Radford University English professor establishes trail litter pick-up program

Professor of English Justin Askins, Ph.D.

Want to go for a walk? Join the Club.

The last time you were on the trails – and the time before that – you likely noticed pieces of garbage scattered along the way.

Next time, pick it up. Keep picking up pieces and doing your part to clear litter from nature’s paths. Collect at least 500 pieces and you can join the club: The 500 Club.

Earlier this year, Radford University Professor of English Justin Askins, Ph.D., established The 500 Club as a way to unite a community of people willing to do their share to keep trails clean and preserve the Earth’s natural beauty.

Askins, the son of a New York City garbage man – it’s a touching story he relayed in a recent op-ed – has hiked solo in many national parks and forests, and numerous places throughout Canada and Alaska.

An environmental activist for decades, Askins started picking up litter 50 years ago when he found cigarette butts in the backcountry of the Canadian Rockies.

More recently, the idea of The 500 Club came to him when he was driving to a trail on a cloudy day.

“I couldn’t see the mountains and the amount of trash just seemed overwhelming; it still is,” said Askins, who hikes trails almost daily and stops only to collect litter and identify flowers.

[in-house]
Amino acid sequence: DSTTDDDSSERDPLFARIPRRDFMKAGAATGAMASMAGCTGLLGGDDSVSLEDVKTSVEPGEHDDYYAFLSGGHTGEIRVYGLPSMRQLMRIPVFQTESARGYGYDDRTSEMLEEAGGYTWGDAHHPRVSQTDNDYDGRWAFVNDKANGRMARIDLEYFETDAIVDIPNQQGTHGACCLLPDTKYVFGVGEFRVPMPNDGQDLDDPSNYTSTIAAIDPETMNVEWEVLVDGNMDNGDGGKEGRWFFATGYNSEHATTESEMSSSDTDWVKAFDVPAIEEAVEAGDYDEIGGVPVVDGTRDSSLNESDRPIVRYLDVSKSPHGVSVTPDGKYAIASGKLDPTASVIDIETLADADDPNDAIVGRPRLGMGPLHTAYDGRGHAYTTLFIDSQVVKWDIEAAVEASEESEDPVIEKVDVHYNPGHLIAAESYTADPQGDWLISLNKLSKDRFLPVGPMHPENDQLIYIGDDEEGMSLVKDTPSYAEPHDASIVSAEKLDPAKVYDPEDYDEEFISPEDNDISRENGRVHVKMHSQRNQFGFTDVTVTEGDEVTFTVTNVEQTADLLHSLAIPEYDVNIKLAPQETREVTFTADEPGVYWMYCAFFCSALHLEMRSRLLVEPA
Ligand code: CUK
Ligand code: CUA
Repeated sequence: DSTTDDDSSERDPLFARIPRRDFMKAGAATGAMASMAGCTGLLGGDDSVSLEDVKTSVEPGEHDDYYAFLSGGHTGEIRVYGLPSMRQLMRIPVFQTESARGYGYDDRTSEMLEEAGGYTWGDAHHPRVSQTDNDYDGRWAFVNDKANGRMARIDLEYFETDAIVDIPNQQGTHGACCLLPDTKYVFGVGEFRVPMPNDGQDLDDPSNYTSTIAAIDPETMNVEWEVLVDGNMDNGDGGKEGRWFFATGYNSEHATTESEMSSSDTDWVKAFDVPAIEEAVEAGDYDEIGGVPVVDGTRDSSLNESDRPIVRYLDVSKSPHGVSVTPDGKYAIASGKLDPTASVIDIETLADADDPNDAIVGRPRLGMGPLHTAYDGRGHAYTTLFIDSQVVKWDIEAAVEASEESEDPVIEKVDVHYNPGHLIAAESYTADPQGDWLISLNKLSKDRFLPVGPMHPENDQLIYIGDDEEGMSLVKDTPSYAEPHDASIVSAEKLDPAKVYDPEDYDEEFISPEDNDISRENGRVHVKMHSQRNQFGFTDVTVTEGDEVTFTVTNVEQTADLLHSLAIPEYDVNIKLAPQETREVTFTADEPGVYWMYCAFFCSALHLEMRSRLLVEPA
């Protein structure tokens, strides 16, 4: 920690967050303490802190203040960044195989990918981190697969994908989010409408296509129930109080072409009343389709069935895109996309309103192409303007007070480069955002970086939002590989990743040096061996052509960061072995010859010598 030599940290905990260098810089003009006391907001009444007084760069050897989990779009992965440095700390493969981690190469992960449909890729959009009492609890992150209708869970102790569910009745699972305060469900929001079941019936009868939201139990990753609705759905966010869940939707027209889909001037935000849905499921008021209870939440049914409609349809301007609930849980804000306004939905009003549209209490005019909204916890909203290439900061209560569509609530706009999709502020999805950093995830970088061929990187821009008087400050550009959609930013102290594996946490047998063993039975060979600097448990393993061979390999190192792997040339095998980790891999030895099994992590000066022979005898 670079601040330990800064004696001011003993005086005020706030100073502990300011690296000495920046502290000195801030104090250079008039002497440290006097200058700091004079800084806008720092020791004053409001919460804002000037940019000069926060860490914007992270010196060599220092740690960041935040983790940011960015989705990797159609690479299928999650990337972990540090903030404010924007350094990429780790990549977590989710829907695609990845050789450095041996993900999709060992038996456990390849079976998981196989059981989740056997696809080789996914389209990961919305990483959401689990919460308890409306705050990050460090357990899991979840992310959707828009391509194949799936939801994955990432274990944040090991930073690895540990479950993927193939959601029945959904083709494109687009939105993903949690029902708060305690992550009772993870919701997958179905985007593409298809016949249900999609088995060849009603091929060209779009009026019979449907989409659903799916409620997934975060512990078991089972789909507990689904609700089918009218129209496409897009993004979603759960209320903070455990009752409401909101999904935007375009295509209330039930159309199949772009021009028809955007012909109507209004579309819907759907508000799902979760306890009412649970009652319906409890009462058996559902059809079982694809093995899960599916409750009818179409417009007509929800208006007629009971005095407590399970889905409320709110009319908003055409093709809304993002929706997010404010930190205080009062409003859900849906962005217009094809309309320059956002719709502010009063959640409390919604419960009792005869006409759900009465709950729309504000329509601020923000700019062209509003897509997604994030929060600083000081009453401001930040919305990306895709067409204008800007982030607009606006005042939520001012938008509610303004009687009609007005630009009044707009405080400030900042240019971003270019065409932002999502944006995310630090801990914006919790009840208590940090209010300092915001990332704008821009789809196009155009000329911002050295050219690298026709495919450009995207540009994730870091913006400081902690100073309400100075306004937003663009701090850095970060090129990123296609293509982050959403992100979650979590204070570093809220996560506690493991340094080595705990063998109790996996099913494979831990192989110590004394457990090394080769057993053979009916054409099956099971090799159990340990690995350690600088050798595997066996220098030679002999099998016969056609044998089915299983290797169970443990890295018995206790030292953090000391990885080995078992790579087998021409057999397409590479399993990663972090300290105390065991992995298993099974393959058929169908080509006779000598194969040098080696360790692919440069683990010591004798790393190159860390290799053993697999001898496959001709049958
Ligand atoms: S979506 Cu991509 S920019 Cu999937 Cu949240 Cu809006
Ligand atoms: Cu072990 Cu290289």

To establish The 500 Club, Askins reached out to Radford University Sustainability Manager Josh Nease. Together, they created the club.

The concept is easy. When you are out on a trail, pick up litter. Once you have collected 500 pieces, email your name to Nease at jnease@radford.edu.

Along the way to 500, you can also send photos of yourself collecting litter along the trails and email those photos to Nease. The pictures may be featured on Radford University Sustainability social media sites, such as Twitter (@sustainable_RU) and Instagram (rusustainability).

“You get on the list by collecting 500 pieces of litter and if you repeat – 1,000, 1,500, the possibilities are endless – you get an R next to your name,” Askins explained. “Very informal. No leaders or prizes,” except for knowing you are doing your part to clean and protect the environment.

Askins, who specializes in essay writing, book reviewing and poetry came to Radford University in 1986 and has always kept the Earth at the center of his teachings. “I try to make my students more aware of their dependence on the Earth,” he said, “and the great joy and beauty the Earth affords.”  


Jun 22, 2020
Chad Osborne